Can’t Say Thank You Too Often
Here’s another nugget from the book, Instant Turnaround, by Harry Paul and Ross Reck.
A Harvard Business Review research study found that most employees are excited when they start a new job. The excitement is short-lived however. In 85 percent of the companies surveyed the level of excitement declines sharply in the first six months and continues on a downward trajectory in the years that follow. One of the main reasons for this is that their managers didn’t thank them for a job well done, but instead, were quick to criticize them for their mistakes.
What these managers fail to realize is that if they would focus their efforts on showing sincere appreciation to their employees instead of pointing out mistakes, their employees would work harder and make far fewer mistakes. Saying “thank you” often not only energizes your employees, it makes you a more effective manager.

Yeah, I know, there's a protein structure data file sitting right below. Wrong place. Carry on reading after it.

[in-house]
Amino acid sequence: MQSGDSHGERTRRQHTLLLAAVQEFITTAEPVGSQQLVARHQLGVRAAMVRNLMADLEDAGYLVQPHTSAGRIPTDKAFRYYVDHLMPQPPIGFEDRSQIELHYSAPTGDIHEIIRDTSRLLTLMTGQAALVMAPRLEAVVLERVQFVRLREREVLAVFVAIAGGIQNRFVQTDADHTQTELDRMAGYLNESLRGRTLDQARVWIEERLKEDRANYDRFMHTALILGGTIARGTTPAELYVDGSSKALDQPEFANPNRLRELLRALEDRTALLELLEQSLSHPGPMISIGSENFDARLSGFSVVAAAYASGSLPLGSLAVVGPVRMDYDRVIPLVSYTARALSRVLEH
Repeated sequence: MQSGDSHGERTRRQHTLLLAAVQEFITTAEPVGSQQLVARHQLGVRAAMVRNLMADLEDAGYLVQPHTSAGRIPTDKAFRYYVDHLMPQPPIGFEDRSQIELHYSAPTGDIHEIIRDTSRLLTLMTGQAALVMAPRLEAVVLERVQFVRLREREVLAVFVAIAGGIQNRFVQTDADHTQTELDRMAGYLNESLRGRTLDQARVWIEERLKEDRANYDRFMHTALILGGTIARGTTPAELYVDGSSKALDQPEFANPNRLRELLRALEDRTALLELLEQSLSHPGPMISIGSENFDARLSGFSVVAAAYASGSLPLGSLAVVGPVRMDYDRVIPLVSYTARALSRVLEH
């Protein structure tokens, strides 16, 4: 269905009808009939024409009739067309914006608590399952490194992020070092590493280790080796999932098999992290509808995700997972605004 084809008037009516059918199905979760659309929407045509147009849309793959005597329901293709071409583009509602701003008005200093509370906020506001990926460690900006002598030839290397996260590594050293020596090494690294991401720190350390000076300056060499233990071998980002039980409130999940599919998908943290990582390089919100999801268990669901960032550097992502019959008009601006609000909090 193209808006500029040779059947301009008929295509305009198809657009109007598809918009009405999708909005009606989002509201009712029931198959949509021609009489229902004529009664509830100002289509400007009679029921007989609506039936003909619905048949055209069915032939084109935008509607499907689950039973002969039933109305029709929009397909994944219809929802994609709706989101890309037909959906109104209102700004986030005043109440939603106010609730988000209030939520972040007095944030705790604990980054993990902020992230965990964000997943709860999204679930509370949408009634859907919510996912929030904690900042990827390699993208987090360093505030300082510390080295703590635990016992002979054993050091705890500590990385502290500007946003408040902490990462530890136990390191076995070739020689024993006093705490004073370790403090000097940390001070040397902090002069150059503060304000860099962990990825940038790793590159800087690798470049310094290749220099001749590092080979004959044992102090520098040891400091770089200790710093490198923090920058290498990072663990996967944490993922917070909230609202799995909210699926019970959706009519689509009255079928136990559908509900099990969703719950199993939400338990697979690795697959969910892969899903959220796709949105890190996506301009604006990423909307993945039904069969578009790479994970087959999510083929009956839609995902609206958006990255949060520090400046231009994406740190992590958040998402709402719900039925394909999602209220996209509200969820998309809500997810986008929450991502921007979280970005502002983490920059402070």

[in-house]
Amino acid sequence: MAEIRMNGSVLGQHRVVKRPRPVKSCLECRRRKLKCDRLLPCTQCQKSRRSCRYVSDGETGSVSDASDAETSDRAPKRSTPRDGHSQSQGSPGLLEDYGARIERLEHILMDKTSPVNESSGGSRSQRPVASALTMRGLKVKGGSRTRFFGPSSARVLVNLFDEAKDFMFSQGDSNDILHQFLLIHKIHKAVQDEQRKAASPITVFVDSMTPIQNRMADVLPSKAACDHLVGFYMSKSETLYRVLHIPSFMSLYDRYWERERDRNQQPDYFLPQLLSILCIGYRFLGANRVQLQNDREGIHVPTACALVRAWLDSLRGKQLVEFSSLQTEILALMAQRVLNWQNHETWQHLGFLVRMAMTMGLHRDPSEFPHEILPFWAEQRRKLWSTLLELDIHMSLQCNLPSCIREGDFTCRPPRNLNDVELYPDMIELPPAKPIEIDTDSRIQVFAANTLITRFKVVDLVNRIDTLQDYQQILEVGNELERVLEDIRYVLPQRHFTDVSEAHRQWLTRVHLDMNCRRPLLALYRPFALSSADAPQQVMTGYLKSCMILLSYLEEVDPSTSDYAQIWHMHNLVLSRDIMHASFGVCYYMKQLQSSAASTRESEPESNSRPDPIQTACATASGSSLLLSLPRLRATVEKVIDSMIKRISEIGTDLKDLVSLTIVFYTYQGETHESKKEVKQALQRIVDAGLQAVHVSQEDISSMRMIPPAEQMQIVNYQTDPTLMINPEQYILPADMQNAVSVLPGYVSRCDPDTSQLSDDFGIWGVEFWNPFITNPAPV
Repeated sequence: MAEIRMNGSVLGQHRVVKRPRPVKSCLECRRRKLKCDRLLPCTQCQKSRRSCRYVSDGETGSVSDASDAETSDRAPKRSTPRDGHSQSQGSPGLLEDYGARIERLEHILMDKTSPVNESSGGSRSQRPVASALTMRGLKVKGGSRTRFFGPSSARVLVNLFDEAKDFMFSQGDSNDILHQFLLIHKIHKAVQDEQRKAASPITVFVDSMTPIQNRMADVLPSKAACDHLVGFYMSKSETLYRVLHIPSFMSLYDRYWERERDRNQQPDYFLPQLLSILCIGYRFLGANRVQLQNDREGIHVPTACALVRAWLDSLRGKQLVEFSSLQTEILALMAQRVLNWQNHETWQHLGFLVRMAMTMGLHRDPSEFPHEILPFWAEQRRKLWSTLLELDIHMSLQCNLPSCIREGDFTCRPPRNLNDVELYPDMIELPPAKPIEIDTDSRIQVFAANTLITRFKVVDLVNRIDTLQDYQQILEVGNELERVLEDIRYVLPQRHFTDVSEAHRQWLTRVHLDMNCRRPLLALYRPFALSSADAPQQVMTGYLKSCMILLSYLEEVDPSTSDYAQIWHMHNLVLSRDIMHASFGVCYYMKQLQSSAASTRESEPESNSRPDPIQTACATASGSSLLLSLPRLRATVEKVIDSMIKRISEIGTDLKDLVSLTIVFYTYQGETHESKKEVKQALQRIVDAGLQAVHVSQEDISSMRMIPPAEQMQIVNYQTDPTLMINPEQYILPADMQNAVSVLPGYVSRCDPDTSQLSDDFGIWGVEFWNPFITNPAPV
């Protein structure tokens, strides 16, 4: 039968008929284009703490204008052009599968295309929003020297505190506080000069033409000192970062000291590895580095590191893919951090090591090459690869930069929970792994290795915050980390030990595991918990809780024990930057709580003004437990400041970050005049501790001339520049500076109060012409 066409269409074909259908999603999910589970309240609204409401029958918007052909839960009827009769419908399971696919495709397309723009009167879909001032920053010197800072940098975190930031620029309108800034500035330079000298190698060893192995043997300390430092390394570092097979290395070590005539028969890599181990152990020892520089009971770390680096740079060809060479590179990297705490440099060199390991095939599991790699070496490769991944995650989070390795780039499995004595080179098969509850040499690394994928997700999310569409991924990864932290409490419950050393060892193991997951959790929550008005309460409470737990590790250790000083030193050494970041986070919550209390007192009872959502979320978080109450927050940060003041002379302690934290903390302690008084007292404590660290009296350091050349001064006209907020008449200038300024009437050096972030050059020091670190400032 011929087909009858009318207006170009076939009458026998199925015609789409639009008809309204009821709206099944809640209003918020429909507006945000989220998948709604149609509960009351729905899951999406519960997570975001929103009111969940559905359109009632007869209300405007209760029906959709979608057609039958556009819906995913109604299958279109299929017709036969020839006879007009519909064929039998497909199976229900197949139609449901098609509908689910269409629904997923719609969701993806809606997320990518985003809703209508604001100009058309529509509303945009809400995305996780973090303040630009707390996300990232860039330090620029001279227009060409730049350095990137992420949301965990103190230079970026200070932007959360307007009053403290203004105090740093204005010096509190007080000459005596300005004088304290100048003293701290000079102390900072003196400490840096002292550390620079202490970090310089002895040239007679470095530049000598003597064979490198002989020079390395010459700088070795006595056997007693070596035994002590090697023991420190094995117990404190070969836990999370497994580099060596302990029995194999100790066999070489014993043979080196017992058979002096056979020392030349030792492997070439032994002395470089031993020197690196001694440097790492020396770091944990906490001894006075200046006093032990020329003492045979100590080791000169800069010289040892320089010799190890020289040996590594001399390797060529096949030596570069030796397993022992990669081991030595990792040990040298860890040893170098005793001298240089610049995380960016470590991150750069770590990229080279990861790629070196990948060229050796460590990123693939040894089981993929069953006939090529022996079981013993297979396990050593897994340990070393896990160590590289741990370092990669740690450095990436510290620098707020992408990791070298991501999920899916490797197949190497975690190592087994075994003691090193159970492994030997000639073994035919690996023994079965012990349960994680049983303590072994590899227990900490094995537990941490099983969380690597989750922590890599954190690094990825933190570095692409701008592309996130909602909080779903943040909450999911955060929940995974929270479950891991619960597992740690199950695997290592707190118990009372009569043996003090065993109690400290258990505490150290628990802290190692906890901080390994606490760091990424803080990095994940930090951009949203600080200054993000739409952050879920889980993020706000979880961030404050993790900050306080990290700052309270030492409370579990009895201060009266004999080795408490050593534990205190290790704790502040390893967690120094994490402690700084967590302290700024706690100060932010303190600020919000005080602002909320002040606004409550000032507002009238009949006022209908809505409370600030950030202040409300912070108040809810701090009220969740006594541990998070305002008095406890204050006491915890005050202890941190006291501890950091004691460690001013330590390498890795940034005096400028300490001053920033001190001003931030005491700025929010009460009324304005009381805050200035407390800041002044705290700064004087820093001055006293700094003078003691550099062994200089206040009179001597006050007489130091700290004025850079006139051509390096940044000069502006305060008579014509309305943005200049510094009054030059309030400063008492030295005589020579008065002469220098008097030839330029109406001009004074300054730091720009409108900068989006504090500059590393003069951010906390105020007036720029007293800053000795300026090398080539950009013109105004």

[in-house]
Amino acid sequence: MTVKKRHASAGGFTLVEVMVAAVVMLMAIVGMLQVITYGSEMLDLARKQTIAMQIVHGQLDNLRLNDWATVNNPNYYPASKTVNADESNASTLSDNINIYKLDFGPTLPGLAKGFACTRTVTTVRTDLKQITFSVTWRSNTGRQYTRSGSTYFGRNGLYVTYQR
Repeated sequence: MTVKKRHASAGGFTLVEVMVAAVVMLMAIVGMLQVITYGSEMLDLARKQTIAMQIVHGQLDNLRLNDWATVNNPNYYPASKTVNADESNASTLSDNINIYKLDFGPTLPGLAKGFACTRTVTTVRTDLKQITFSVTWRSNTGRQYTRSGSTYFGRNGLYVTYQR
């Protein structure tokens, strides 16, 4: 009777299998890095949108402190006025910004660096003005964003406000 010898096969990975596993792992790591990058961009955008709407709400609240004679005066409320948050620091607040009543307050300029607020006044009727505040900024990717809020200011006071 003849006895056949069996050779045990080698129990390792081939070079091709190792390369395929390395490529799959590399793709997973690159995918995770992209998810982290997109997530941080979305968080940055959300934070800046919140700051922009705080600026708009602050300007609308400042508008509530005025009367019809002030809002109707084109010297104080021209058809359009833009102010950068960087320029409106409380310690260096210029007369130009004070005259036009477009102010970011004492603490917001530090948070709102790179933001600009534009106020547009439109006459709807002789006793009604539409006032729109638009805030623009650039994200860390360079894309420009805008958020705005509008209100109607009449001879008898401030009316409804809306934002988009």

Joe and Wanda?
Joe Kerr: Thanks so much for pointing that out to me, genius! That’s super advice. You did hear me say, “Thank you,” correct? I’m already improving, aren’t I? By the way I’m expecting you to step up your game and become more productive as a result of my gratitude.
Wanda B. Goode: This seems so simple but it’s not. If it were easy, everyone would be doing it. It’s a lot easier to forget to say thank you and focus on the mistakes. A sincere thank you for the reminder.
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